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Sat 29 Sep 2007 06:26 PM

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Tougher Iran sanctions put on hold

World powers agree to delay vote on sanctions until November, wait on reports by nuclear watchdog IAEA.

The world's major powers agreed on Friday to delay a vote on tougher sanctions on Iran until late November at the earliest, depending on reports by the UN nuclear watchdog and a EU negotiator.

The outcome was a temporary setback for the US and France, which have sought to step up economic and political pressure on the Islamic Republic over its refusal to halt uranium enrichment, which the West suspects is aimed at developing nuclear arms.

Foreign ministers of the US, Russia, China, Germany, France and Britain asked EU foreign policy chief Javier Solana to hold more talks with Iran's national security chief, Ali Larijani, while the International Atomic Energy Agency (IAEA) tries to clear up doubts about past nuclear activities.

"We agree to finalise a text for a third UN Security Council sanctions resolution... with the intention of bringing it to a vote... unless the November reports of Dr Solana and [IAEA chief] Dr [Mohamed] ElBaradei show a positive outcome of their efforts," they said in a joint statement.

The decision to make another stab at the EU-led diplomacy while brandishing the threat of fresh sanctions if it fails appeared to reflect a compromise among the major powers.

In a sign of the divisions, Russia stressed negotiations while the US emphasised the threat of sanctions.

"What we discussed is to concentrate on doing everything to help negotiations to succeed," Russian Foreign Minister Sergei Lavrov told reporters.

In contrast, US Secretary of State Condoleezza Rice told reporters the big powers would carefully assess whether the IAEA and EU make headway, adding that "we can move to Security Council sanctions should there not be progress".

The group's political directors are likely to meet twice over the next month to draft a new sanctions resolution ahead of reports from the EU3 and IAEA in November.

"Unity over haste"

A European diplomat involved in the process called the statement "a victory for unity over haste", noting that tough negotiations lay ahead both on the content of possible sanctions and on what would constitute progress by Iran.

Russia and China opposed an early move to tighten economic sanctions, saying Tehran should be given more time to cooperate with the IAEA to shed light on its past activities.

Iran's foreign minister, speaking as the major powers met elsewhere in New York, defiantly said sanctions would not change what he called Tehran's "rational" nuclear policy.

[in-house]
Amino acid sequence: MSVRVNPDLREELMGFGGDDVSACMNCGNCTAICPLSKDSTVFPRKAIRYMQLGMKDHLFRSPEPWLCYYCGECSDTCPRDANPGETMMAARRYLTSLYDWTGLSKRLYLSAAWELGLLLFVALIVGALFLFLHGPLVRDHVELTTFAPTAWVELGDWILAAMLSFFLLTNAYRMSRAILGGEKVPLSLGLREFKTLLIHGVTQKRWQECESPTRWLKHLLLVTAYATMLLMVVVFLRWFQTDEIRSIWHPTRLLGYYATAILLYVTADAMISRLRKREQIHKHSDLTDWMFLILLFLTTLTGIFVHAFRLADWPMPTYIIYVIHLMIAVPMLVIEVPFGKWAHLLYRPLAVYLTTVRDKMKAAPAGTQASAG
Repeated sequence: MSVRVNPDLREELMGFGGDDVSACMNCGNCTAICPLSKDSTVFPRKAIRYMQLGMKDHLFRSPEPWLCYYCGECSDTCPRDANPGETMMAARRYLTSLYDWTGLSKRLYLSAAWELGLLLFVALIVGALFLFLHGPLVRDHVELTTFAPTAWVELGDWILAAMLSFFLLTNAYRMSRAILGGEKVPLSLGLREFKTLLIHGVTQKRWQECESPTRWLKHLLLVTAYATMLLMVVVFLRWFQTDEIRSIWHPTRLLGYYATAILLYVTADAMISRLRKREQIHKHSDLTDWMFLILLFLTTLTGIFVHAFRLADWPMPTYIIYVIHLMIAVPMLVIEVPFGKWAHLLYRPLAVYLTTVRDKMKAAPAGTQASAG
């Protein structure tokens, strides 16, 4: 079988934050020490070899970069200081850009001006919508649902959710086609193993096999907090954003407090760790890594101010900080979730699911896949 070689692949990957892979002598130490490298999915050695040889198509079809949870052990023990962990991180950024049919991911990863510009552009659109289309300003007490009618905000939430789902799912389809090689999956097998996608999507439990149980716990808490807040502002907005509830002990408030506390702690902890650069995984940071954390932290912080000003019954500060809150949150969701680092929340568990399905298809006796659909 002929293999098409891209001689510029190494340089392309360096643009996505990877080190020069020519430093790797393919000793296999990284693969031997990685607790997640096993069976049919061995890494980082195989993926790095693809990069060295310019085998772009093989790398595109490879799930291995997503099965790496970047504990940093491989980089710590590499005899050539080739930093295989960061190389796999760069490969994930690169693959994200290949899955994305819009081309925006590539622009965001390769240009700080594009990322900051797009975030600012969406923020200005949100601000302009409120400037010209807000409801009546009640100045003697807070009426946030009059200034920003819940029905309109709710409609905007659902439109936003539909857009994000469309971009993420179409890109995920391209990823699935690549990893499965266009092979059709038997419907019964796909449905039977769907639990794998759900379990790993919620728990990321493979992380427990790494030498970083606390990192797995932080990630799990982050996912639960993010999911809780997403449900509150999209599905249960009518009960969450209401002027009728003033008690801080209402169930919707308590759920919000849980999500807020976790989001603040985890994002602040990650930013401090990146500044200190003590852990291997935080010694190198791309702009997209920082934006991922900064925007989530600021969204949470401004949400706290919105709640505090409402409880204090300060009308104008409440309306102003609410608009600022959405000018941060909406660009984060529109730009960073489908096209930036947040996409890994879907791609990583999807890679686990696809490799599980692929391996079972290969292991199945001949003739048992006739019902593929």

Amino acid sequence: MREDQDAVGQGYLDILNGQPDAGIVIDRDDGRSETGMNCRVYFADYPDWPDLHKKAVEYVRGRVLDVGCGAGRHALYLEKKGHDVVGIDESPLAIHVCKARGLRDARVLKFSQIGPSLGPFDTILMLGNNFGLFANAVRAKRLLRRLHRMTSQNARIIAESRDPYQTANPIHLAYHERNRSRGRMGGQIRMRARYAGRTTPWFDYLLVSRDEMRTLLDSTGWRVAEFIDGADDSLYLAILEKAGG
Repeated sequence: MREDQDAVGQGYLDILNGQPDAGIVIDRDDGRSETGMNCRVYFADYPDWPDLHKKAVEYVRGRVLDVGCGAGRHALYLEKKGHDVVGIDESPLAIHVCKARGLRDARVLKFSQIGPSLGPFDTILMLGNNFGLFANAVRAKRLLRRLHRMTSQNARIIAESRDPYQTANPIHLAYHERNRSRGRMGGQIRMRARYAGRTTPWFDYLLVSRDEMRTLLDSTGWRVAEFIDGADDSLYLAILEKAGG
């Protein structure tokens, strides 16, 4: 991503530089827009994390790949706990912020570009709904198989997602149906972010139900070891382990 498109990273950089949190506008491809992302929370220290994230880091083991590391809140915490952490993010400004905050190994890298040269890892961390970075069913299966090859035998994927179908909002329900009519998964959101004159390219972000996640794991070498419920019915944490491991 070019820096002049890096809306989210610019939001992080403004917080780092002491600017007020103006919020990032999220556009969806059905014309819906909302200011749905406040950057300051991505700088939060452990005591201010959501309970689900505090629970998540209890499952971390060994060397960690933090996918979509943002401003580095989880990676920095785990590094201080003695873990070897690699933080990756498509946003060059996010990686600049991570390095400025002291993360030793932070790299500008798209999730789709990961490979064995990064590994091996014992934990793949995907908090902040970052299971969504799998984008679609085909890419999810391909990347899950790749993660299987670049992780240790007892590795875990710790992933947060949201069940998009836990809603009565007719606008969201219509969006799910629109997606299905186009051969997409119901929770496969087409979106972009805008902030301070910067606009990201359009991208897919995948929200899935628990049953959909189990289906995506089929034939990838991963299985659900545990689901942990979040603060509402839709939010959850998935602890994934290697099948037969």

Manouchehr Mottaki told the Asia Society: "Sanctions as a political tool for exerting pressure is ineffective in making Iran change its basically rational policy choice."

Iranian President Mahmoud Ahmadinejad's defiant statements at the UN General Assembly this week that the nuclear issue is "closed" and that Tehran will ignore the Security Council appeared to have little effect on the debate.

Iran says its nuclear programme is to generate power so that it can export more of its valuable oil and gas.

Despite Western criticism of ElBaradei's agreement with Iran on a work programme to clear up questions on its past nuclear activities, seen in Washington as a tactic to stall sanctions and evade the central issue of halting enrichment, the major powers' statement welcomed the accord.

"We call upon Iran, however, to produce tangible results rapidly and effectively by clarifying all outstanding issues and concerns on Iran's nuclear programme, including topics which could have a military nuclear dimension," the ministers said.

Rice held separate back-to-back meetings, first with all six foreign ministers, then with just the three Europeans.

Diplomats said the purpose was to press the Europeans to take their own measures to restrict trade credits, investment and financial flows with Iran if Washington could not get Moscow and Beijing to agree to early UN action.

Many European officials were hesitant about acting outside the UN framework, arguing that the unity of the international community so far has surprised and shaken Iranian leaders, and that any split would be easy for Tehran to exploit.

"I believe that what impresses Iran the most is the unity of the six. Iran's strategy is to split the six but it hasn't succeeded so far," said German Foreign Minister Frank-Walter Steinmeier.

European investment in Iran is already falling dramatically - British Foreign Secretary David Miliband cited a 40% fall in the first half of this year. - Reuters

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